Except none of that is relevant. He may walk more than Wilmer, but Wilmer has more potential in terms of run producer. And Franklin is a SS by preference, not a 2b. And a below average defender according to all the scouting reports. He may be a good leadoff hitter, but he didn’t do anything in the majors to suggest that he’d be more productive on offense than Wilmer. And there minor league stats don’t compare – Wilmer’s are better all around. He would not be an upgrade at defense over Murphy, who’s made himself into an avg defender at worst. Take away his July and he only made 8 errors all season. He may be an upgrade over Tejada (and that’s a big maybe), but I’d rather give our own guy a shot and put Wilmer there.

    • paqza

      Aight, so let’s sign Franklin and trade Murphy to the Dodgers for Van Slyke and some low minors pitching prospect. We upgrade our outfield and 2B while saving money moving forward. I see Wilmer starting the year in the Minors and then getting packaged in a blockbuster trade since the Mets need to clear room on the 40-man this upcoming off-season.

    • Eric Bloom

      Or we can sign Murphy to a team-friendly 3 year extension while we wait for Dilson Herrera to come up, and cultivate Flores, while keeping our outfield, which will likely be one of the best defensive outfields in all of baseball completely in tact. If we were talking about Yasiel Puig, maybe, but Van Slyke?

    • paqza

      Look at Van Slyke’s numbers and get back to me. Would you rather have Franklin and Van Slyke in your lineup or Murphy and Eric Young Junior?

    • Eric Bloom

      actually I’d rather have Murphy and Lagares, with EYJ on the bench. But since you asked…

      Van Slyke – .219.303.421.724 for his (admittedly) brief career so far
      Franklin – .225.303.382.686 (1st year in Seattle)

      Murphy (162 game avg) – .290.333.424.757 (and don’t forget 38 doubles, and 23 steals)
      Lagares – .242.281.352.633 (with 15 outfield assists in only 121 games)
      EYJ – (162 avg) .258.325.338.663 plus the league leader in steals last year and a gold glove finalist. Can also play 2b.

      I’m really not sure where the upgrade is.

      And just for fun, let’s look at minor league stats:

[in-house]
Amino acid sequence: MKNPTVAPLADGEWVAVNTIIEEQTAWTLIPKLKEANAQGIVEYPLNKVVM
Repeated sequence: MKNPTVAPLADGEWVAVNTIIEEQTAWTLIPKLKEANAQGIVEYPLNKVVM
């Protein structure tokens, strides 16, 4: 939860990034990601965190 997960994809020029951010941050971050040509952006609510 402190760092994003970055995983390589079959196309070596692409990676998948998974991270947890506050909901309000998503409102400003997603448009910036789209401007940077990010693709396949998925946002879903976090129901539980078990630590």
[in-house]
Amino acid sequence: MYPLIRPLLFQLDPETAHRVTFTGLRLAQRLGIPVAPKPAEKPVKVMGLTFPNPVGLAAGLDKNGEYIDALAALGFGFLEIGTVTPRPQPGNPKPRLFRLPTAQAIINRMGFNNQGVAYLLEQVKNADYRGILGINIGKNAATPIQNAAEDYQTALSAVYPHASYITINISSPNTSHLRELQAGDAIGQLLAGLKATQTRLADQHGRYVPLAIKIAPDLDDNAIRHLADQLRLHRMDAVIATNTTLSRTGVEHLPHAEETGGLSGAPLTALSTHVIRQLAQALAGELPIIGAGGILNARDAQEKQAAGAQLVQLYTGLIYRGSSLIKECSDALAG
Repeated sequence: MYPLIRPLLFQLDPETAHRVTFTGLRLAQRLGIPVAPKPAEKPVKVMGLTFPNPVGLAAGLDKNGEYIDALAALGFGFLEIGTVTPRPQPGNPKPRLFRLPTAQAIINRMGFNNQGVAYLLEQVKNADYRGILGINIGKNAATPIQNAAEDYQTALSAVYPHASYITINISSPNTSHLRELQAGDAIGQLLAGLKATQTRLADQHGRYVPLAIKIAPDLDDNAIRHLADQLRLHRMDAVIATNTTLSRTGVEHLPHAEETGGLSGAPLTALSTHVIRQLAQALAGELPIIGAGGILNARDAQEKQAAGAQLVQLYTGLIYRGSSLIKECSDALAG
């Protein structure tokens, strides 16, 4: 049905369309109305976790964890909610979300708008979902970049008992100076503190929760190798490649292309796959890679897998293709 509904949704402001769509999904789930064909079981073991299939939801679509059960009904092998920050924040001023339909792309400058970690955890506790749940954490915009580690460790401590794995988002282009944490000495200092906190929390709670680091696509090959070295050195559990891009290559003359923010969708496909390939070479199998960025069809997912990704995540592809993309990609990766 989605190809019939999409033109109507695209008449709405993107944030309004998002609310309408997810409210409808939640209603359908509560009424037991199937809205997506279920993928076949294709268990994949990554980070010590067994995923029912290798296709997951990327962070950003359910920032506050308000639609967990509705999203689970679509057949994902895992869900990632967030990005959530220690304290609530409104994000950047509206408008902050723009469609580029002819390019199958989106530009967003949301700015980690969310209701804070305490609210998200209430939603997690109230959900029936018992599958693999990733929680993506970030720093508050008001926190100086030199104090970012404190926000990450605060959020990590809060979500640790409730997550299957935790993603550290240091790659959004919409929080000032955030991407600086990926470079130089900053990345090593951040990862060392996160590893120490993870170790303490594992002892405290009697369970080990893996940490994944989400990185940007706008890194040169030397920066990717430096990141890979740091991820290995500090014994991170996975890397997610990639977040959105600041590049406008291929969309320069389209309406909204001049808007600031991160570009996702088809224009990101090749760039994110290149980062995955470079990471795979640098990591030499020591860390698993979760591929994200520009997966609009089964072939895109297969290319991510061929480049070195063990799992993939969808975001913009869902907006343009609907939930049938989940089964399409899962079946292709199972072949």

Van Slyke (2800 ABs) – 295.371.487.858 (pretty good)
      Franklin (1500 ABs) – .287.360.459.819 (not bad)

      Murphy (just over 1000 ABs) – .295.356.452.808 (fairly similar)
      Lagares (2400 ABs) – .282.322.405.727
      EYJ – (over 2500 ABs) -297.388.423.811

      Again – not really a significant upgrade anywhere and I like our guys. Let’s look at Wilmer’s minor league stats and compare as well.

      (2755 ABs) – 290.331.430.762

      These are all basically the same player.

    • paqza

      It’s entertaining that you ignore Van Slyke’s and Nick Franklin’s recent MiLB stats while also ignoring Van Slyke’s 2013 campaign.

      Van Slyke’s 2013 had him put up nearly the same wRC+ as Marlon Byrd in his 2013 season, and Marlon Byrd was the best hitter on the Mets not named David Wright. Moreover, Van Slyke did it in his first taste of regular playing time in the Majors. Van Slyke also put up a .225 ISO in the Major Leagues and a .279 ISO in the Minors in 2013. Fangraphs notes that it takes about 160 PA for ISO to stabilize, so we can be pretty certain that Van Slyke has a solid shot at hitting at or above a .200 ISO moving forward. EYJ will never, ever approach those power numbers. Eric Young is projected to hit for around an 85 wRC+ next year whereas Van Slyke is projected to hit for around a 110 wRC+. A 25 point swing is massive, and Van Slyke is easily as good a defender as EYJ in left. He gives up a bit in speed but takes better routes and has a much better arm.

      With respect to Franklin, the truth is that right now, his offensive floor is about the same as Murphy’s offensive ceiling, his defense is better, he’s a switch hitter, and his range at 2B is better than Murphy. Moving forward he projects to hit at least as well as Murphy, in all likelihood with higher OBP and more power. In 2013, Murphy was better. In 2014, it will probably be a wash offensively with Franklin playing better defense. In 2015 and beyond, Franklin’s the player you would rather have. Moreover, Franklin is 22 right now; Murphy is 28. Franklin’s getting better whereas Murphy’s plateaued. Franklin’s making $500,000 while Murphy’s making $3 million.

      It’s illogical to want two guys that are worse and cost more over two guys who are quantifiably better offensively and at least as good defensively, while gaining cost control, power, and OBP.